But that is not the word picture Jesus is painting about God – remember the little word, "until"? Jesus is describing no mere glance around the local desert area to see if the lost sheep is visible; no general search around the house to see if the coin is nearby, under the table, or on the floor near the door. No, we’re not talking human logic and ordinary practicalities; we’re talking about a search that doesn’t end "until" the lost object is found. We catch what Jesus is doing. His parable is painting a word picture of God for us, of a God who refuses to give up on us. We are much too valuable to God. God’s ways might seem foolish to us, too risky, too generous to a fault. Jesus’ portrait might not be how we would paint a picture of God; how we think God operates. Can we trust that Jesus has firsthand knowledge of God and knows exactly how God is?
We may not be feeling lost, exactly. Though some of us might. Perhaps we have done some things we feel have cut us off from God. Perhaps we’re not sure how to work our way back. The stories Jesus tells us about God are comforting for us today. They reassure us that God has not turned away from us, but is out looking for us and will not give up on us "until" we are back in God’s arms. The very fact that we are gathered for worship today tells us that God has already found us! That’s a reason to have a thankful heart at this Eucharist, isn’t it?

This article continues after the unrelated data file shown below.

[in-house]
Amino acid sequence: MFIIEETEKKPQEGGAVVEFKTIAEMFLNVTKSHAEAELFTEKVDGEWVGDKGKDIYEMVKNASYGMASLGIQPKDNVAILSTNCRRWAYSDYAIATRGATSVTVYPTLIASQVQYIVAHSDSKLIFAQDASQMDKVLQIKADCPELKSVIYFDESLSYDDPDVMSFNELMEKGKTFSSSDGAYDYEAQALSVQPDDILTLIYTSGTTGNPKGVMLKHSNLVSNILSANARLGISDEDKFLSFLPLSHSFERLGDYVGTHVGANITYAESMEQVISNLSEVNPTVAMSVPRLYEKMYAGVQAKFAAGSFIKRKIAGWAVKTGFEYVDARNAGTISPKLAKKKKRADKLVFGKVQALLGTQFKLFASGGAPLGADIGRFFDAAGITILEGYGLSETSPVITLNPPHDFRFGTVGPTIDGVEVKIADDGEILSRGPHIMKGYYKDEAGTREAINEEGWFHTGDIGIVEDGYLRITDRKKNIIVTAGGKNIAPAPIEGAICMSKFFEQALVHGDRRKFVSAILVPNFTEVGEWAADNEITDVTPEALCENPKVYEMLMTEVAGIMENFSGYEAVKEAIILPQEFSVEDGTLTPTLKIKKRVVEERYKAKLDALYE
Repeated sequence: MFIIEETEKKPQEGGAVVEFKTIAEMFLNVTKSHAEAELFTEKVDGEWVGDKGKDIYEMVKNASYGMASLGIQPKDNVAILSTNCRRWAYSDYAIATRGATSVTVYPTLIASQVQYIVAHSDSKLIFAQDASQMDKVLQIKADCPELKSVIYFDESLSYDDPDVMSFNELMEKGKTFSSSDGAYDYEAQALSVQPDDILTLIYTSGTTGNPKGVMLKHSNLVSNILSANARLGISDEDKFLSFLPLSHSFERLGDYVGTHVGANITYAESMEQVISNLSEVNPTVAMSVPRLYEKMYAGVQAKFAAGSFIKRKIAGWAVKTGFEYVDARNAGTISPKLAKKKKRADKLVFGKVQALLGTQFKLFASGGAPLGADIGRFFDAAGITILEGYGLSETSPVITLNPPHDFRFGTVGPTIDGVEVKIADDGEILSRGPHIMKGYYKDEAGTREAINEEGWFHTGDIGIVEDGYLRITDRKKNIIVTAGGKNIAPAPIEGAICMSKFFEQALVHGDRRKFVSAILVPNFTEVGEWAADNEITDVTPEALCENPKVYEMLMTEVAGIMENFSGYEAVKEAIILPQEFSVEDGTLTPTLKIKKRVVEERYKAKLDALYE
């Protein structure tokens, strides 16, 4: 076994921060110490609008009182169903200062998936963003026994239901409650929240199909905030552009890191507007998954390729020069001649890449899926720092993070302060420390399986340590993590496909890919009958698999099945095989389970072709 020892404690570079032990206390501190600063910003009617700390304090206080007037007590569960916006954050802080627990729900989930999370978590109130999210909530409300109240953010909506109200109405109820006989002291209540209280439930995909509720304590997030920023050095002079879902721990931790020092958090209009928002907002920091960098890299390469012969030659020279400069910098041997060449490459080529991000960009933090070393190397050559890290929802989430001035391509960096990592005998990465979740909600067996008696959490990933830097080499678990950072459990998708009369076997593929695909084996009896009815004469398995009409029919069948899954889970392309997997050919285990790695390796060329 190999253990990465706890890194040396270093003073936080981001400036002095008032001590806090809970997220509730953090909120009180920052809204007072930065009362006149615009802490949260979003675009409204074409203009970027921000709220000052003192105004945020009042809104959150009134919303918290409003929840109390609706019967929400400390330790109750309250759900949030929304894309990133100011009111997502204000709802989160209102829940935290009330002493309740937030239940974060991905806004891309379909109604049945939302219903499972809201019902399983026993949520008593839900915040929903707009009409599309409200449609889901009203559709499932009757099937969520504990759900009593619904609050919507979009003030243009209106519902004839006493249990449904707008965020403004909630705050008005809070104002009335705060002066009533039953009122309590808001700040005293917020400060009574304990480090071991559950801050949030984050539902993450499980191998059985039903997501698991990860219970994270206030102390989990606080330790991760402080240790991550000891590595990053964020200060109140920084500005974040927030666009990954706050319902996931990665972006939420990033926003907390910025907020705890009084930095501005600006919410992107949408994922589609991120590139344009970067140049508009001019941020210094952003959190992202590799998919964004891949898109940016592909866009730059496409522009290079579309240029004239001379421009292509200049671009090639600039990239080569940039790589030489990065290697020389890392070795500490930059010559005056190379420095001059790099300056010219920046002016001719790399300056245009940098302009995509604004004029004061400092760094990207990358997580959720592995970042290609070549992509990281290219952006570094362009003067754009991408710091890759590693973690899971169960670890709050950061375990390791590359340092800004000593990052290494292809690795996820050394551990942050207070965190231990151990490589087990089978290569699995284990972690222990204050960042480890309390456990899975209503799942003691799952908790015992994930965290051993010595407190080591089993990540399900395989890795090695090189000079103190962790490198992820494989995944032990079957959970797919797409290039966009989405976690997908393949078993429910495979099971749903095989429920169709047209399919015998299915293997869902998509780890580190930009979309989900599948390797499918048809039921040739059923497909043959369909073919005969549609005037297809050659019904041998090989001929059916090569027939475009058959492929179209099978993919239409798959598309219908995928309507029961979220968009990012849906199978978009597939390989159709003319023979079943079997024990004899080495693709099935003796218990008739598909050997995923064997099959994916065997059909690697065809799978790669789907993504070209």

How would we describe God? Well, Jesus has helped us. We have help from the one who knows. God is foolish and takes risks on our behalf. God is generous to a fault in forgiving us and welcomes us home when we are found. And wants to have a feast to celebrate because, though we were lost, we were priceless in God’s eyes and when we are found God and God’s friends want to celebrate. Isn’t that what Eucharist is for us? God’s friends, all the forgiven, gathered together around this table to celebrate and feast from a meal prepared by a welcoming and gracious God.
How will the world come to know that God is merciful and compassionate? How will our children come to believe and experience God’s free gift of love and kindness, unless they experience it in our lives? We who have taken Jesus’ word pictures to heart, believe them and try to put them into practice.
Click here for a link to this Sunday’s readings:http://www.usccb.org/bible/readings/091519.cfm